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16 of Lia Thomas' Teammates Speak Out, Beg Authorities to Stop Trans Swimmer from Competing with Women

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A group of female swimmers at the University of Pennsylvania has asked that the college follow new NCAA rules that could mean transgender swimmer Lia Thomas no longer would be able to compete against women.

The letter from 16 swimmers was made public Thursday.

“We fully support Lia Thomas in her decision to affirm her gender identity and to transition from a man to a woman. Lia has every right to live her life authentically,” the letter read, according to Swimming World.

“However, we also recognize that when it comes to sports competition, that the biology of sex is a separate issue from someone’s gender identity,” the letter said.

“Biologically, Lia holds an unfair advantage over competition in the women’s category, as evidenced by her rankings that have bounced from #462 as a male to #1 as a female. If she were to be eligible to compete against us, she could now break Penn, Ivy, and NCAA Women’s Swimming records; feats she could never have done as a male athlete,” the letter said.

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The letter was not signed but was released by Nancy Hogshead-Makar, a 1984 Olympic swimming gold medalist and chief executive of the women’s sports advocacy organization Champion Women.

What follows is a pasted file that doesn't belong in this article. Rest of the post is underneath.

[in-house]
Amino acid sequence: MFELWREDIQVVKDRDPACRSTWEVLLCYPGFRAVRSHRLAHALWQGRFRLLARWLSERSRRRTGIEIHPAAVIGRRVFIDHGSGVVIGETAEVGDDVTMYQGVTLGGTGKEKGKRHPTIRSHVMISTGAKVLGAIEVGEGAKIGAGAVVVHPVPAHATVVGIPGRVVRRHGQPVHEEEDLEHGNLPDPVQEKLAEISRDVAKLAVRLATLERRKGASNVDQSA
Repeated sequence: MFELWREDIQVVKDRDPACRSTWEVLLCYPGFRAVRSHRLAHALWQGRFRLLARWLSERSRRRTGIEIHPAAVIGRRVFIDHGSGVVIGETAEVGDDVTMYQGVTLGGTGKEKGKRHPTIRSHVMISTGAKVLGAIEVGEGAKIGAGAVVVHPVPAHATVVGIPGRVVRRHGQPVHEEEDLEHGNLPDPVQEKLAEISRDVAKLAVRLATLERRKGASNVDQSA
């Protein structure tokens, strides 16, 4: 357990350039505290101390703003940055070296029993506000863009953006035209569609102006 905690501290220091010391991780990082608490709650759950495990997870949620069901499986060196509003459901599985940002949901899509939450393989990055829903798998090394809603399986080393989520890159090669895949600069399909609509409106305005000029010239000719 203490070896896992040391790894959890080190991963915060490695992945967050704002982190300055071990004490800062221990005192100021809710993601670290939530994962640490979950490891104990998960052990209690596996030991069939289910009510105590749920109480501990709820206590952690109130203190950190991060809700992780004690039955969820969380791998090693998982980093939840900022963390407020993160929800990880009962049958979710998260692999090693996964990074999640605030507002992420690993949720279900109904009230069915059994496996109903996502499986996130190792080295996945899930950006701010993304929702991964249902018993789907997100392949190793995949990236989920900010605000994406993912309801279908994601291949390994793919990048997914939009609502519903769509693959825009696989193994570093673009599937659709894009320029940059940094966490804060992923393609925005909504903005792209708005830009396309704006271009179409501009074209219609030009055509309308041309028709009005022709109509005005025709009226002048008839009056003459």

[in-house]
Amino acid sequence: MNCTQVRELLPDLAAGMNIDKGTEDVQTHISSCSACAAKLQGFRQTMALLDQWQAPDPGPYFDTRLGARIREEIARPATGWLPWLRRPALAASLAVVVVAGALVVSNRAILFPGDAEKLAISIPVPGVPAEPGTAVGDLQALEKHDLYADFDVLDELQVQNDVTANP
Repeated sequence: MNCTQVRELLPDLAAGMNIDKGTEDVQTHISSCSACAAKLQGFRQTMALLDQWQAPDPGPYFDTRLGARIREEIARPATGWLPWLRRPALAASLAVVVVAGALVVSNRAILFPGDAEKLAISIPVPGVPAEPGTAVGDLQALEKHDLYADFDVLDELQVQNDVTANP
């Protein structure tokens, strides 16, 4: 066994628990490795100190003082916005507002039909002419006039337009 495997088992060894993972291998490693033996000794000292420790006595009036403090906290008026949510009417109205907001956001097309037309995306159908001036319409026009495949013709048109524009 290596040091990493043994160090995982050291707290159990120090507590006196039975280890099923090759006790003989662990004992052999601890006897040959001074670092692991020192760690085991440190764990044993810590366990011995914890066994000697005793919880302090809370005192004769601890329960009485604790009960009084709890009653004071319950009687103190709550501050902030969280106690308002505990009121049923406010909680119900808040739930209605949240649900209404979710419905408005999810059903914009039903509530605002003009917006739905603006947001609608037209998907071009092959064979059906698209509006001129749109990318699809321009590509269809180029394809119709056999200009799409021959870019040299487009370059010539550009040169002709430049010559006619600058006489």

The swimmers explained their anonymity in the letter, saying, “We have been told that if we spoke out against her inclusion into women’s competitions, that we would be removed from the team or that we would never get a job offer.”

The letter said giving Thomas a chance to do what he wants means a female swimmer loses out.

“The Penn Women’s Swimming Team has over 40 women, but only 18 of us are chosen to compete in the end-of-year culmination of our work: the Ivy Championships,” the letter said

Do you think Thomas should be barred from competing against women?

“Most important to us is that Lia’s inclusion with unfair biological advantages means that we have lost competitive opportunities. Some of us have lost records. But even those that swim different events than Lia or were not in contention to make the Ivy Championships, we stand by our teammates who have lost out. It has often felt like Penn, our school, our league, and the NCAA did not support us.”

The letter said doing right for Thomas should mean committing a wrong for everyone else.

“Lia’s wins, records, and honors should not come at our expense, the women who have worked their entire lives to earn a spot on the Penn Women’s Swimming Team,” the letter said.

The NCAA said last month that it wanted the governing body of each sport to draft transgender competition rules, according to The Washington Post. USA Swimming released its Athlete Inclusion, Competitive Equity and Eligibility Policy this week.

The Penn swimmers want the college and Ivy League to abide by those rules and not challenge them on behalf of Thomas.

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“In particular, we appreciate USAS Guideline’s guiding purpose, to ensure that transgender women competing in the Female competition category ‘do not have an unfair advantage over their cisgender Female competitors in Elite Events,'” the letter said.

Penn officials have said they stand by Thomas.

The Ivy League Championships will be held Feb. 16-19, and the NCAA Championships take place March 16-19.

This article appeared originally on The Western Journal.

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